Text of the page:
Research Article

Rubella screening and immunisation of schoolgirls: results six to seven years after vaccination.

Br Med J (Clin Res Ed) 1982; 284 doi: https://doi.org/10.1136/bmj.284.6313.382 (Published 06 February 1982) Cite this as: Br Med J (Clin Res Ed) 1982;284:382
  1. H Zealley,
  2. E Edmond

    Abstract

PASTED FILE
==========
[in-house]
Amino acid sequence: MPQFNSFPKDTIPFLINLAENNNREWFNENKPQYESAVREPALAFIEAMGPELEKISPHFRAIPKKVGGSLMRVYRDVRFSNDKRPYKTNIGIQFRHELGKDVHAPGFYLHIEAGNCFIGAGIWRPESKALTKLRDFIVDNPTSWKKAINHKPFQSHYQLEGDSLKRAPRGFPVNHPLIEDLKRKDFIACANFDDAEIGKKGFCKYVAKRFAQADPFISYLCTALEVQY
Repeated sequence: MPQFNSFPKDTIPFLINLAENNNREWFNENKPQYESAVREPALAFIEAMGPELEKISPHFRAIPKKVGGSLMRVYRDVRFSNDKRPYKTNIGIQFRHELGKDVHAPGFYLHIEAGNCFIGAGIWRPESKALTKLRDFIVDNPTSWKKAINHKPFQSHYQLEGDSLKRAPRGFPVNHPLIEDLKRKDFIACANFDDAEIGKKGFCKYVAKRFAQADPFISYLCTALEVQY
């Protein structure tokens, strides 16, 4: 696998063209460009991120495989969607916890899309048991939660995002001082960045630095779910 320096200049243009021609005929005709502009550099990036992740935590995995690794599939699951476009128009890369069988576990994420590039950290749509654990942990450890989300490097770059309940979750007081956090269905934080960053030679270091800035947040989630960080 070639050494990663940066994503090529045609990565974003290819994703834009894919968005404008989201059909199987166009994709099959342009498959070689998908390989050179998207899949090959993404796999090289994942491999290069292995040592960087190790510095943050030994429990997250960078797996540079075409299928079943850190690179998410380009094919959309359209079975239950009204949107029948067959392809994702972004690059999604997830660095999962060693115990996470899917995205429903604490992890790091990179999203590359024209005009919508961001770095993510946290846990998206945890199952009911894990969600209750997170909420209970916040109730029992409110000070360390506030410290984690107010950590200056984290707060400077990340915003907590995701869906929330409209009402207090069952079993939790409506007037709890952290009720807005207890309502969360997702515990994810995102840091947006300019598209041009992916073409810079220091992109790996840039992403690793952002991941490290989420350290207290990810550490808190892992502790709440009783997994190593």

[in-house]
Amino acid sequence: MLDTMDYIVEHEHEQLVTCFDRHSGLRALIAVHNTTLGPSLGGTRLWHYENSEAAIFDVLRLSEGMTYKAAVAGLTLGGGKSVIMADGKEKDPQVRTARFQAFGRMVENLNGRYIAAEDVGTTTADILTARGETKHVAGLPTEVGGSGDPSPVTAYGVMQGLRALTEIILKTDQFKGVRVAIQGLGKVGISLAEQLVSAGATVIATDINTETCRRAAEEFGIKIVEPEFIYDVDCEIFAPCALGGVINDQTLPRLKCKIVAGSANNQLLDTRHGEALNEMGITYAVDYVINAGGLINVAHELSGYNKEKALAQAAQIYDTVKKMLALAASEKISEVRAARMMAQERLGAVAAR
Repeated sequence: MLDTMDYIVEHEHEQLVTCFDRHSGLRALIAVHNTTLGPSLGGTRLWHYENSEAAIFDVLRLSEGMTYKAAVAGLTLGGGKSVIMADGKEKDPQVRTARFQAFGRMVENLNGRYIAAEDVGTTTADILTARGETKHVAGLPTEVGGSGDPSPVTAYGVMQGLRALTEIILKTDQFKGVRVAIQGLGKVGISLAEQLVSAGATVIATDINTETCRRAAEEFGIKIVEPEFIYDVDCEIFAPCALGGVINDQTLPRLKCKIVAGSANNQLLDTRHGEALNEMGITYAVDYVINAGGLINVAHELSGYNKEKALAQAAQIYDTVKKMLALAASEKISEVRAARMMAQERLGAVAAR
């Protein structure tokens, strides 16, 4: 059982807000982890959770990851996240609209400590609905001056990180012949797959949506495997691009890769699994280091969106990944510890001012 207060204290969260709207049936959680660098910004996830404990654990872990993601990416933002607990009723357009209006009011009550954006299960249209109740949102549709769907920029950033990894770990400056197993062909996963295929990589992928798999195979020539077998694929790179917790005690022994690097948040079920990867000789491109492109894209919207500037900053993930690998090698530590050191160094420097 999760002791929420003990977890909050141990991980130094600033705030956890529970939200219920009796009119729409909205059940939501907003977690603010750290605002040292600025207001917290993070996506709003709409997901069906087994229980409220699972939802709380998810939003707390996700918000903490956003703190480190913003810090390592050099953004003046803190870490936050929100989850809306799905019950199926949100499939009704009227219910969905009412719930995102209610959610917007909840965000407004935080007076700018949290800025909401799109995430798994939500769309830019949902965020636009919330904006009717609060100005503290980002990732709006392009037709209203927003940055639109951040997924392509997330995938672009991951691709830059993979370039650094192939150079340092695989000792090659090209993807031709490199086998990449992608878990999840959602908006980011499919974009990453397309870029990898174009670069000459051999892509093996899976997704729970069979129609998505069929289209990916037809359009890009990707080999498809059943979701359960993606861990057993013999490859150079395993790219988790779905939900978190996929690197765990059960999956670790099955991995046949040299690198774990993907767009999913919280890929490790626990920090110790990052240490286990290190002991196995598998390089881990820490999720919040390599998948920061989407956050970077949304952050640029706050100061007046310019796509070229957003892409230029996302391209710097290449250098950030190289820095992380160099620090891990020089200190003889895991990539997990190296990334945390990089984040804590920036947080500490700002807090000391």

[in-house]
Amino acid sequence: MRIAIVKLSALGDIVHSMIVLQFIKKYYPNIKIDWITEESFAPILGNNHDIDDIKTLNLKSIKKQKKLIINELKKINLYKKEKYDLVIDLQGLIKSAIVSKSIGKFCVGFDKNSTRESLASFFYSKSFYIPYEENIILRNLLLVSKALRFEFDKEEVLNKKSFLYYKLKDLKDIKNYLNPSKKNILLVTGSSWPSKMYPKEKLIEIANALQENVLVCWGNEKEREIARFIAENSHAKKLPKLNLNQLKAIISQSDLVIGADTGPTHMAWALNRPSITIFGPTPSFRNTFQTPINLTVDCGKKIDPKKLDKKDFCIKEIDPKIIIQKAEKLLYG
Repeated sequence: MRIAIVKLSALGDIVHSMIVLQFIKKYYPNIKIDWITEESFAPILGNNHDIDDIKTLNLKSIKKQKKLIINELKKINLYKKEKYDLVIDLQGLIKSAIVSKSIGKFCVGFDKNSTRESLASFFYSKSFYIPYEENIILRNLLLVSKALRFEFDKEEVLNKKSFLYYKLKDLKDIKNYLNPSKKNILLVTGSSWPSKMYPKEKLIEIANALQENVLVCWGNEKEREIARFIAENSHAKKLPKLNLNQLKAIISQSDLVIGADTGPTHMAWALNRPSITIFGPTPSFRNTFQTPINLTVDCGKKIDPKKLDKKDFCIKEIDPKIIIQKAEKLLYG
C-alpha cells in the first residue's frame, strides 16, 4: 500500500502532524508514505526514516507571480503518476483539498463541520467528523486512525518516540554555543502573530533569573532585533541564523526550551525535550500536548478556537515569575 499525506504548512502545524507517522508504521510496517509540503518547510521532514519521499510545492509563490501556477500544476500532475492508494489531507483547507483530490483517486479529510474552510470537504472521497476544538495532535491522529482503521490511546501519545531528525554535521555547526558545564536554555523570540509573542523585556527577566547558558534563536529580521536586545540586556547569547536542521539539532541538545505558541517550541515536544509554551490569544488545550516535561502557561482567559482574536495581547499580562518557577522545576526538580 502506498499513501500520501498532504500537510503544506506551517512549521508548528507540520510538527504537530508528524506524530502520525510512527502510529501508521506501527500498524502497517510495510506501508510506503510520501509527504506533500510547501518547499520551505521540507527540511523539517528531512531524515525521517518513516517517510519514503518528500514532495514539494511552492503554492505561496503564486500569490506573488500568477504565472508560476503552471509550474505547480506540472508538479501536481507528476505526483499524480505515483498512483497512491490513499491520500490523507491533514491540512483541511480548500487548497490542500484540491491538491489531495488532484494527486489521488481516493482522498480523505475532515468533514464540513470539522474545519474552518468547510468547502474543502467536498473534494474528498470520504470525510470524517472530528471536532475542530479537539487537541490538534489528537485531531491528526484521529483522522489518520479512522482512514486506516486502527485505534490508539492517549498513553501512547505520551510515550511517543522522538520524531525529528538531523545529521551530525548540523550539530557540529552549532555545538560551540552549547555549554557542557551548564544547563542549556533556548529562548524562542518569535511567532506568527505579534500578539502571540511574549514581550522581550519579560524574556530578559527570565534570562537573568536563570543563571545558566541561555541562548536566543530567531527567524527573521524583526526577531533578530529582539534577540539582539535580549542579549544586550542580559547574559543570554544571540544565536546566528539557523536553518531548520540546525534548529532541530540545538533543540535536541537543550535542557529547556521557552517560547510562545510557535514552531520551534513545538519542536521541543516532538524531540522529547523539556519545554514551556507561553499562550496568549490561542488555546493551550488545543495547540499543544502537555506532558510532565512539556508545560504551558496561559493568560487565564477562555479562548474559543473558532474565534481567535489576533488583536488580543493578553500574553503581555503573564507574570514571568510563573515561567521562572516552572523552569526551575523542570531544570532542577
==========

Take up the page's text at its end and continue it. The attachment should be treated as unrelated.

A long term follow-up study was carried out of girls given RA27/3 or Cendehill rubella vaccine in their 13th-14th year compared with a group of girls who had been found to be naturally immune at the age. A high proportion of the girls in all groups had persistent rubella antibody six to seven years after inclusion in the study, although some of these would have been considered to be susceptible to rubella by methods currently in use for screening for rubella antibody. Great care should be taken in interpreting the efficiency of the schoolgirl immunisation policy in the United Kingdom; women in their childbearing years who may have received vaccine but are found by a screening test to be seronegative should be retested by a more sensitive procedure before a final report is made.